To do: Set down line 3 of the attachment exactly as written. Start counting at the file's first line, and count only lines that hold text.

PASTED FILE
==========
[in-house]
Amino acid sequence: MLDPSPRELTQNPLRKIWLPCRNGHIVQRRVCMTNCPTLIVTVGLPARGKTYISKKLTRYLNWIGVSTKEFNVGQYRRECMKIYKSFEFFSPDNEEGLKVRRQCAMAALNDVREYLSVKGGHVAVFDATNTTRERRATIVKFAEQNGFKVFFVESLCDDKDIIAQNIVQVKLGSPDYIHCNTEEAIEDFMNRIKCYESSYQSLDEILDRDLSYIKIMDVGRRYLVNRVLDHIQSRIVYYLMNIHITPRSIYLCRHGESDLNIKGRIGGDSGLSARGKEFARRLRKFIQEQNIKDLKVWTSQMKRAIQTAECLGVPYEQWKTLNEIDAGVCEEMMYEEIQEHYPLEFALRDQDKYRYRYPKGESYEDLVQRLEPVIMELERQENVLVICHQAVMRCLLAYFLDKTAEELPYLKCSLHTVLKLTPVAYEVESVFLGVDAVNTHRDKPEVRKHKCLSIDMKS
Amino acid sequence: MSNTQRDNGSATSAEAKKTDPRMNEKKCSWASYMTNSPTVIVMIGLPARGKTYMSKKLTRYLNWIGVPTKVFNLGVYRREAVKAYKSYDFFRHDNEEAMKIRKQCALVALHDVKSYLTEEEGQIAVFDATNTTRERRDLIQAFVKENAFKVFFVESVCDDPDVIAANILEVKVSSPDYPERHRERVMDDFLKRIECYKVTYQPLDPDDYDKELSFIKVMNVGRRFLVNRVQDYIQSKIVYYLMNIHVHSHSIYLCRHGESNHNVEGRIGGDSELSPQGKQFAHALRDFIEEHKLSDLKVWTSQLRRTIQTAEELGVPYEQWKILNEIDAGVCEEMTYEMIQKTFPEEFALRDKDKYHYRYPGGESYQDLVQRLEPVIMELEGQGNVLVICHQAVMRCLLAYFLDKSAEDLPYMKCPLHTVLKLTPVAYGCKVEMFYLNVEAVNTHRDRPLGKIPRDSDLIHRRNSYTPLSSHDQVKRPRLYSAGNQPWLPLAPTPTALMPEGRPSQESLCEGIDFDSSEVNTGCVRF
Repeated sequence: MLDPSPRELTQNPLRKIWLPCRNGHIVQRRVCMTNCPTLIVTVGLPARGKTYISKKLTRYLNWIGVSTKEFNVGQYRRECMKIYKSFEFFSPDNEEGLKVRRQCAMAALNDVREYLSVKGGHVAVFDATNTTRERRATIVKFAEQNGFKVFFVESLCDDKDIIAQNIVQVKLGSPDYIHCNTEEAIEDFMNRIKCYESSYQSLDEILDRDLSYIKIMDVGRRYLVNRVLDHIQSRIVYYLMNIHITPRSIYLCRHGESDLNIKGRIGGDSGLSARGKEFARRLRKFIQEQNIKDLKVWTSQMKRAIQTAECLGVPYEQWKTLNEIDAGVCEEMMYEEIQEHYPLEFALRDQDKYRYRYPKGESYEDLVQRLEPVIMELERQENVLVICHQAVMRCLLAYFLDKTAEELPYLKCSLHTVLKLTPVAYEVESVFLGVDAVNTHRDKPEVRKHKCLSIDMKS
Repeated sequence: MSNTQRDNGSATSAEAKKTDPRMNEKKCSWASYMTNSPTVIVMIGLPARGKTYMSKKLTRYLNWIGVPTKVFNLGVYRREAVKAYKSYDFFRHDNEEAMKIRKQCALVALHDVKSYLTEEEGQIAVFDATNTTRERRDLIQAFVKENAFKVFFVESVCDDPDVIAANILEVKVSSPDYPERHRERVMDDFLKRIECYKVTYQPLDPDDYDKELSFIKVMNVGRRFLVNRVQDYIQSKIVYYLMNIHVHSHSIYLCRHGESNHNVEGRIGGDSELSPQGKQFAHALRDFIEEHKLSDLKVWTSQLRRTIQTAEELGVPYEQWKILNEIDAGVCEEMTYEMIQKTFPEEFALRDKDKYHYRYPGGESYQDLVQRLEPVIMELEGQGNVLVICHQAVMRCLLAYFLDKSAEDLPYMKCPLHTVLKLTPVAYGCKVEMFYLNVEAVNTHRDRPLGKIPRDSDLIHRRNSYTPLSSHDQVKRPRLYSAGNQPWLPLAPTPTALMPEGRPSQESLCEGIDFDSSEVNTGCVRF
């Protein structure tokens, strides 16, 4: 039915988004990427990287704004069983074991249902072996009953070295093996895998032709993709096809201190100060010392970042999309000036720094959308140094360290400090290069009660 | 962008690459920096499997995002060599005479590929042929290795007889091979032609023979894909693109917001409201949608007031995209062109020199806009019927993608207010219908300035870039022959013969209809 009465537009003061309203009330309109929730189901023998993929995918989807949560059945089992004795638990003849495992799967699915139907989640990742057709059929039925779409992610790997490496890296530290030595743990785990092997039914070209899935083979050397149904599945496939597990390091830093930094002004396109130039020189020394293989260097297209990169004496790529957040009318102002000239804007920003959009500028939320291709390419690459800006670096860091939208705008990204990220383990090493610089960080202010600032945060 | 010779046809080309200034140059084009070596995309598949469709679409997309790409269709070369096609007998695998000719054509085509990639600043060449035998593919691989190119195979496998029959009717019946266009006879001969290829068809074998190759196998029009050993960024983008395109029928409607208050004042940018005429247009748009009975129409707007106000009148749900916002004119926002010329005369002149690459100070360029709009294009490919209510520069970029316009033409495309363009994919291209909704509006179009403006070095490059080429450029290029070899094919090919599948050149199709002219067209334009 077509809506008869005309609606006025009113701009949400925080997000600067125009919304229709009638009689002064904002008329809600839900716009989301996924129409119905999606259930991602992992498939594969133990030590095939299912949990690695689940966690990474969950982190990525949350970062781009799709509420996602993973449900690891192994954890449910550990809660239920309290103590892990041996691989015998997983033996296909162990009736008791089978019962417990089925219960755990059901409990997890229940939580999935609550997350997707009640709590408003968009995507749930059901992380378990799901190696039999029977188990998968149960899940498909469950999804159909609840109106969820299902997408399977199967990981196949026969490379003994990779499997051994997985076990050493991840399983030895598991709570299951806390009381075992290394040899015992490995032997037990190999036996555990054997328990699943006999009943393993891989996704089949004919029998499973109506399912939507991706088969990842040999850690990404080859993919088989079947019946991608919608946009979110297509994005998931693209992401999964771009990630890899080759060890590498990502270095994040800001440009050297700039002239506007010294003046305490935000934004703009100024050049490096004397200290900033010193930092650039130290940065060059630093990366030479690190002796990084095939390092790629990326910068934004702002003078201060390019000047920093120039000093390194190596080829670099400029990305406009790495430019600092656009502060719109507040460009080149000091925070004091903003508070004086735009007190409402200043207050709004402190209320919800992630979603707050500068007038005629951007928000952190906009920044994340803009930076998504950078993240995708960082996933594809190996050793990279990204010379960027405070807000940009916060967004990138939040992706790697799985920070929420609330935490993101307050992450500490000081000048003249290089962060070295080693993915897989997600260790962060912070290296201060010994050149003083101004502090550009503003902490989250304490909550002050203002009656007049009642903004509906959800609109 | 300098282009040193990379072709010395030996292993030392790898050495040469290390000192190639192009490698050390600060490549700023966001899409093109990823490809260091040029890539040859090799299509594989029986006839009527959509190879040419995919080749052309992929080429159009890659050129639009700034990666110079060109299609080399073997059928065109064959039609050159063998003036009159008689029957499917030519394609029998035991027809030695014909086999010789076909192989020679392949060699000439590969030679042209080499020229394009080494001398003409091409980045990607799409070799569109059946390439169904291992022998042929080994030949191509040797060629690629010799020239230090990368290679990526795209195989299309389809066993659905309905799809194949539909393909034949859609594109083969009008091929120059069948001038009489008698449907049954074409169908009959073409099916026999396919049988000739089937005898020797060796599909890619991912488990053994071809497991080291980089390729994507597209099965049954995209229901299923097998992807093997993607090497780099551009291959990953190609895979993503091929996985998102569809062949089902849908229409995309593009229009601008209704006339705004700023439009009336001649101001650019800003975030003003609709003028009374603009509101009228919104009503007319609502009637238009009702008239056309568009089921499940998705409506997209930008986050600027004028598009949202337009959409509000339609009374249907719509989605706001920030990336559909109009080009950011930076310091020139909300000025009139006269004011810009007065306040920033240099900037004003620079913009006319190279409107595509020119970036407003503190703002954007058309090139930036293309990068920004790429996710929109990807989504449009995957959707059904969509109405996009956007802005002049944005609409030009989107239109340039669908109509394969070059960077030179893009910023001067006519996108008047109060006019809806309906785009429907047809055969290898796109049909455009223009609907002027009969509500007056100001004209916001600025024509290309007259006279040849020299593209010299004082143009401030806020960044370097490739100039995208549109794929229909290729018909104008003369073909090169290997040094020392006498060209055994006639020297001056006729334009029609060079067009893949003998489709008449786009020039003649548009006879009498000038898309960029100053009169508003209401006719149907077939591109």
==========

Amino acid sequence: MSNTQRDNGSATSAEAKKTDPRMNEKKCSWASYMTNSPTVIVMIGLPARGKTYMSKKLTRYLNWIGVPTKVFNLGVYRREAVKAYKSYDFFRHDNEEAMKIRKQCALVALHDVKSYLTEEEGQIAVFDATNTTRERRDLIQAFVKENAFKVFFVESVCDDPDVIAANILEVKVSSPDYPERHRERVMDDFLKRIECYKVTYQPLDPDDYDKELSFIKVMNVGRRFLVNRVQDYIQSKIVYYLMNIHVHSHSIYLCRHGESNHNVEGRIGGDSELSPQGKQFAHALRDFIEEHKLSDLKVWTSQLRRTIQTAEELGVPYEQWKILNEIDAGVCEEMTYEMIQKTFPEEFALRDKDKYHYRYPGGESYQDLVQRLEPVIMELEGQGNVLVICHQAVMRCLLAYFLDKSAEDLPYMKCPLHTVLKLTPVAYGCKVEMFYLNVEAVNTHRDRPLGKIPRDSDLIHRRNSYTPLSSHDQVKRPRLYSAGNQPWLPLAPTPTALMPEGRPSQESLCEGIDFDSSEVNTGCVRF